by Nuala O’Faolain
Reader’s Choice 12/04
I know you’re not supposed to ‘dog-ear’ the pages of a book, but even though I have the utmost respect for the written word, I folded back page after page of Nuala O’Faolain’s 2001 novel “My Dream of You” during my recent reading of it. With no Post-It’s around, I simply couldn’t help myself. There were just too many insights she offered and seemingly unanswerable questions she raised that demanded a second look. This engaging book is Irish journalist O’Faolain’s first novel and successor to her well-received memoir, “Are You Somebody? The Accidental Memoir of a Dublin Woman”. A reader of both would note similarities in the lives of O’Faolain and her fictitious counterpart, Kathleen de Burca, a single middle-aged writer from a large Irish family.
Kathleen, almost fifty and never married, has been living in a dark basement apartment in London and writing for TravelWrite magazine for twenty years as her story begins. The shining light in her life is her gay, American colleague and best friend, Jimmy, and, might I say, we could all use a friend who dispenses advice like this: “A goddess like you, Kathleen,” he tells her, “should descend on London, not climb up into it.” So, when Jimmy dies suddenly, Kathleen is broken-hearted and painfully aware of her emptiness.
She hastily leaves her job and returns to Ireland for an extended period to research and write a book based on some legal documents she was given decades before by a former lover. These papers, which have held a fascination for her ever since, contain a legal transcript of proceedings in a divorce case from 1856 Ireland during the height of the devastating potato famine. She anticipates filling in the details of what seems in the writings to be the story of an English-Irish “Lady of the Big House” having a torrid affair with a young groomsman behind the back of her cold and perhaps cruel husband, Lord Talbot. Yes, Kathleen is a died-in-the-wool romantic who believes that passion trumps it all.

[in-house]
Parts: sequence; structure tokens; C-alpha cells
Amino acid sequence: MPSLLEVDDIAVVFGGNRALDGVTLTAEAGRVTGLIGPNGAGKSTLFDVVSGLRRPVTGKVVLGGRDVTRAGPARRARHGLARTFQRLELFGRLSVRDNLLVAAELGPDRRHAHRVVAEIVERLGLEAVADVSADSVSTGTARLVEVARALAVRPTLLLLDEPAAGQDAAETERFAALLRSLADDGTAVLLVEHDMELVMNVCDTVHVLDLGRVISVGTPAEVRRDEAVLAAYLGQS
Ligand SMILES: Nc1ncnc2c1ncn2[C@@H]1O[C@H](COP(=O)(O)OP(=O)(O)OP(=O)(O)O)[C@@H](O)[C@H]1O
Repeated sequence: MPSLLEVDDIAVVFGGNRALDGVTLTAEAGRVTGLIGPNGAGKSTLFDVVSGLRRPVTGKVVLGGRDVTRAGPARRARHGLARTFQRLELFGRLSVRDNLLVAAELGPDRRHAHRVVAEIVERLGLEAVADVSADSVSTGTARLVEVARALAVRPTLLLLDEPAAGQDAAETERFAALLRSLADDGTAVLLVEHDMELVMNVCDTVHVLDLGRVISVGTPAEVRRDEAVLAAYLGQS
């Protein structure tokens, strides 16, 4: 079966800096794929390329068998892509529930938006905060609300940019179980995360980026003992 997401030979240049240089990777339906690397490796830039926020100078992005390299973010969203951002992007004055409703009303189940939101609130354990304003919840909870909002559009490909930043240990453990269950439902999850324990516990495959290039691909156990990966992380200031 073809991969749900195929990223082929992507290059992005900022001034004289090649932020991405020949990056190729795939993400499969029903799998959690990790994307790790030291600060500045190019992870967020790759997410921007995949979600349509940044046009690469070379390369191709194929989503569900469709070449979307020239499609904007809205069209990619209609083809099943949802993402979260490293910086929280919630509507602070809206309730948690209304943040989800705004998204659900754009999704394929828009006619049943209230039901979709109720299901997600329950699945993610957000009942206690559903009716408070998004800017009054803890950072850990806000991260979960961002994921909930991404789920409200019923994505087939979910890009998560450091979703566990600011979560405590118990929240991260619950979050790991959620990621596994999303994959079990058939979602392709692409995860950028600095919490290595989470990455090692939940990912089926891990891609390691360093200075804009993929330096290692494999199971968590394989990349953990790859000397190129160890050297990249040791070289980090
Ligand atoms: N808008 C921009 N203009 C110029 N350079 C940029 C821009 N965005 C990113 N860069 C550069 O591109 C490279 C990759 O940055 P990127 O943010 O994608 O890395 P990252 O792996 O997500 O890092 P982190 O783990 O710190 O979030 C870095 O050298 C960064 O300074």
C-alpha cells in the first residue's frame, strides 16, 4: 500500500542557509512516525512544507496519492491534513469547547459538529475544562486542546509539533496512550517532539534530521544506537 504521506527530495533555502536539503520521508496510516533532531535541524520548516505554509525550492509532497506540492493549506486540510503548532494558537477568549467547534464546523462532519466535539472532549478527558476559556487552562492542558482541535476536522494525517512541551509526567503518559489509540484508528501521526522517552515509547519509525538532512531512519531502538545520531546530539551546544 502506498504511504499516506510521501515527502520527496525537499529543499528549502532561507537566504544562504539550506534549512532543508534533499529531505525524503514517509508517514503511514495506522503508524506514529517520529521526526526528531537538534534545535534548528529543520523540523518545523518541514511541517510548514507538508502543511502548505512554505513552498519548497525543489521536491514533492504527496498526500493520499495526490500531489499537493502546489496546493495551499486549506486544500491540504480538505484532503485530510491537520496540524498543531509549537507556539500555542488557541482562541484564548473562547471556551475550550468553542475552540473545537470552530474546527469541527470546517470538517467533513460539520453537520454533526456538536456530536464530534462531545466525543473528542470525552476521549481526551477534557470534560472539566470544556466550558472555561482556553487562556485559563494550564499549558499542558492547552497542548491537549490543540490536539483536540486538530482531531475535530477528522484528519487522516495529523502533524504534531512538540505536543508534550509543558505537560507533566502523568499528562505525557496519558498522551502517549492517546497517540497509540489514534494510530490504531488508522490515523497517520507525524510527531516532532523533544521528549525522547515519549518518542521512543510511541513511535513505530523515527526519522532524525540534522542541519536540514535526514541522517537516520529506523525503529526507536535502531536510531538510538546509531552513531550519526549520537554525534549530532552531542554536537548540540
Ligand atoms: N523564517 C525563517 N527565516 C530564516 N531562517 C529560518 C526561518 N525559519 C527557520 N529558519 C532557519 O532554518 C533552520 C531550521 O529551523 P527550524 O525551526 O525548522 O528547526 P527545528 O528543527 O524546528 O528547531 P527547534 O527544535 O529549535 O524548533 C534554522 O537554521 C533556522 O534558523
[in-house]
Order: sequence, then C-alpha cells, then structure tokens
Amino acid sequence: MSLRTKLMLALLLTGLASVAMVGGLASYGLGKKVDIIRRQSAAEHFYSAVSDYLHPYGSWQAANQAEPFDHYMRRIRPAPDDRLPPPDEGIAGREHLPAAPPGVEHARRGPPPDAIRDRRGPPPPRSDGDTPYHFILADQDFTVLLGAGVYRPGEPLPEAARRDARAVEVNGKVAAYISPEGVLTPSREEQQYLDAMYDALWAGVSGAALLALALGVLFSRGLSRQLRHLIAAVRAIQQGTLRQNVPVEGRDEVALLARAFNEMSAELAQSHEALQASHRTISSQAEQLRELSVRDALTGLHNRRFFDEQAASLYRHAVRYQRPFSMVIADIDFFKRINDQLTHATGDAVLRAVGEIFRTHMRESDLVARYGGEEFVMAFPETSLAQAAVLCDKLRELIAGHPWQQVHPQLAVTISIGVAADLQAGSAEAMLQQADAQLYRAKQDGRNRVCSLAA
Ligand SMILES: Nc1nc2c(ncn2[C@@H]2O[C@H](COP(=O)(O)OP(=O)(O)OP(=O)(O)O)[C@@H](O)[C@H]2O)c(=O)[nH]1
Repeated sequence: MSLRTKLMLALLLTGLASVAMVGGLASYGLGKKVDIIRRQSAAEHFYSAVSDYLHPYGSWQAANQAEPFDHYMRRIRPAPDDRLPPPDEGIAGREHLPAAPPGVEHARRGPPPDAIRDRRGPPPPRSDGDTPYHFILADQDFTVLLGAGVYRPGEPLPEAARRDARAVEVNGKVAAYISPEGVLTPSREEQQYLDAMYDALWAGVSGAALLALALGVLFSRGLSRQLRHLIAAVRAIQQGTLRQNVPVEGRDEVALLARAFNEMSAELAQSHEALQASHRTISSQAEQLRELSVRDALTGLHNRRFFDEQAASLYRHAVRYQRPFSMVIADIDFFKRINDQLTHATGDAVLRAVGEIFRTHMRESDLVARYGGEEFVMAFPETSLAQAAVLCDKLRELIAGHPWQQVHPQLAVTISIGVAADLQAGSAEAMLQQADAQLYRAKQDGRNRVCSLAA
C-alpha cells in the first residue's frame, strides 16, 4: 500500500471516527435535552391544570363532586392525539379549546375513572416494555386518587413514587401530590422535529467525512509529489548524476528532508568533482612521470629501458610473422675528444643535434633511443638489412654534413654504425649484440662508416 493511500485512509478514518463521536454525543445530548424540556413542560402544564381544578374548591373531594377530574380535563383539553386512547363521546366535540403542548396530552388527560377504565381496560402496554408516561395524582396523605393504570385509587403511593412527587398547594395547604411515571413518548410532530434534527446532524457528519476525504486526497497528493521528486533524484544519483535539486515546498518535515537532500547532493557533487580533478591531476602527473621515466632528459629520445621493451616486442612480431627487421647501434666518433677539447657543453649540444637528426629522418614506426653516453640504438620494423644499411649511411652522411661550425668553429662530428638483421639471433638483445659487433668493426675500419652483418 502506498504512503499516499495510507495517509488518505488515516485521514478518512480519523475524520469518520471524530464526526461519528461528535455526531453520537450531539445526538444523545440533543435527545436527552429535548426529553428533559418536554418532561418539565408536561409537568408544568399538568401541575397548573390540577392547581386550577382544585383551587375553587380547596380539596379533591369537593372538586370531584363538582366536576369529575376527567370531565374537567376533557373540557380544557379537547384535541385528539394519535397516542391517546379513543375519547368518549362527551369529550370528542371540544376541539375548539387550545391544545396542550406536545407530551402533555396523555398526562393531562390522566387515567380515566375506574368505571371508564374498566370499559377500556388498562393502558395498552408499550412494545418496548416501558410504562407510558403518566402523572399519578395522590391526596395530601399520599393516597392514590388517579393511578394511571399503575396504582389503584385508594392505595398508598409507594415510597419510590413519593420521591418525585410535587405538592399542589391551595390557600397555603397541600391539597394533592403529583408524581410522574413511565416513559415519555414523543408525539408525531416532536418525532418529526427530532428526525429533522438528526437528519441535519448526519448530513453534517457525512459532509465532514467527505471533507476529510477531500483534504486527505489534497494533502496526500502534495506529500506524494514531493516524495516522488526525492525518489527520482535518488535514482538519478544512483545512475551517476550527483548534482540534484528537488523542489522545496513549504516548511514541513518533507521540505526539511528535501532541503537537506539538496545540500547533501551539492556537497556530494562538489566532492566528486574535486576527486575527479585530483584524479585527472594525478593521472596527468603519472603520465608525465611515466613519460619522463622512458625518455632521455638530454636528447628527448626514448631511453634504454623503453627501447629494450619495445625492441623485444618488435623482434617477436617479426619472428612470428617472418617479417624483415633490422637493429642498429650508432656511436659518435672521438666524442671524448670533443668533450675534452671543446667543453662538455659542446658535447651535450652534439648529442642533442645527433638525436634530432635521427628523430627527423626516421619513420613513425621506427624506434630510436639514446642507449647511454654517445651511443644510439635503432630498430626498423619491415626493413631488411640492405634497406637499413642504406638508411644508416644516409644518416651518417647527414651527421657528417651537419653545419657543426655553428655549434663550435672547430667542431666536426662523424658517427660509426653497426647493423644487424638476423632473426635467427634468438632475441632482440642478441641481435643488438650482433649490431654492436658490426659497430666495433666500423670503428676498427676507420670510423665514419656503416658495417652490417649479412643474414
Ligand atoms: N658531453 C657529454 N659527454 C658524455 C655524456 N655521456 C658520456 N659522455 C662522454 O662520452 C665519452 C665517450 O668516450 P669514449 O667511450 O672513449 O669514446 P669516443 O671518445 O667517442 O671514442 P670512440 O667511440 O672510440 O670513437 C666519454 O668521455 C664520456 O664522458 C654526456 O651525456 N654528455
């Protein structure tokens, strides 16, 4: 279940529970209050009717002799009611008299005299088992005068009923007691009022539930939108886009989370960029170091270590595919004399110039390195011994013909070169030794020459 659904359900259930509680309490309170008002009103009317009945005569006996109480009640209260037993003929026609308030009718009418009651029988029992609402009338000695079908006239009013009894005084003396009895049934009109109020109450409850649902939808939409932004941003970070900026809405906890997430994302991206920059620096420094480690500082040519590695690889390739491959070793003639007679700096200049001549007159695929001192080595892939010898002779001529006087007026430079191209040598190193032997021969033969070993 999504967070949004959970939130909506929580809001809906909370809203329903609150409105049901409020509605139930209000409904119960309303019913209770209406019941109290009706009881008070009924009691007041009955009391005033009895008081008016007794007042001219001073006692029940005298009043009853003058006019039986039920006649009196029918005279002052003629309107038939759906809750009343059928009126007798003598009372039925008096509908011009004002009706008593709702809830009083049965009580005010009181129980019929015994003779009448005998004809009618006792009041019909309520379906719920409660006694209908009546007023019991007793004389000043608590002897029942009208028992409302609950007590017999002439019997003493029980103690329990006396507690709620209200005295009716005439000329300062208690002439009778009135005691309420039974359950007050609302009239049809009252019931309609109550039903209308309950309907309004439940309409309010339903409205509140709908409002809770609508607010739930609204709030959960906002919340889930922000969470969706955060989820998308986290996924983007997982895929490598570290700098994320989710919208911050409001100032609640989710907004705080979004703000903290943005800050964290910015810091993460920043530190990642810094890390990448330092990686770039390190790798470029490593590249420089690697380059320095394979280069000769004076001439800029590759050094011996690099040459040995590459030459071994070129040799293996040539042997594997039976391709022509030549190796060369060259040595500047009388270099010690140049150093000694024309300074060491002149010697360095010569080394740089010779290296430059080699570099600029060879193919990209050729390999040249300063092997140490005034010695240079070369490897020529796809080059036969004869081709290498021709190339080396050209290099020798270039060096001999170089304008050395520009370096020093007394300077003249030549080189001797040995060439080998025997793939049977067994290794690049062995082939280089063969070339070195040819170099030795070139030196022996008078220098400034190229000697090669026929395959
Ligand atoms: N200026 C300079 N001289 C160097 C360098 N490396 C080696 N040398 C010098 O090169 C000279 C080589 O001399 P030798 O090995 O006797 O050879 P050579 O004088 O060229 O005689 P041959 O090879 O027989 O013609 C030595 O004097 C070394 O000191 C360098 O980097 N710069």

Yet, the scant bits of source material that Kathleen is able to discover throws doubt on every last aspect of the Talbot case so what she had thought would be a tidy project becomes increasingly murky. By this point the reader has come to understand that Kathleen’s own history of longing, and loving and loneliness, which O’Faolain has revealed in flashbacks throughout the story of her months in Ireland, is the captivating focus of this novel. O’Faolain achieves this with writing that is at the same time honest, sexy and wise. In the twenty-first century as well, it seems that in the matter of love, there are no clear paths and no promises of an end to loneliness. Kathleen’s final choice as her story ends shows love as the double-edge sword it can be.
O’Faolain said in a radio interview that she devoured novels from an early age because they seemed to address the questions she was so interested in: How are lives lived? Where do we find love? I count myself as one of the readers who devoured this wise novel looking for answers to some of those same questions, and finding, if not the answers, some stimulating and though-provoking reflections.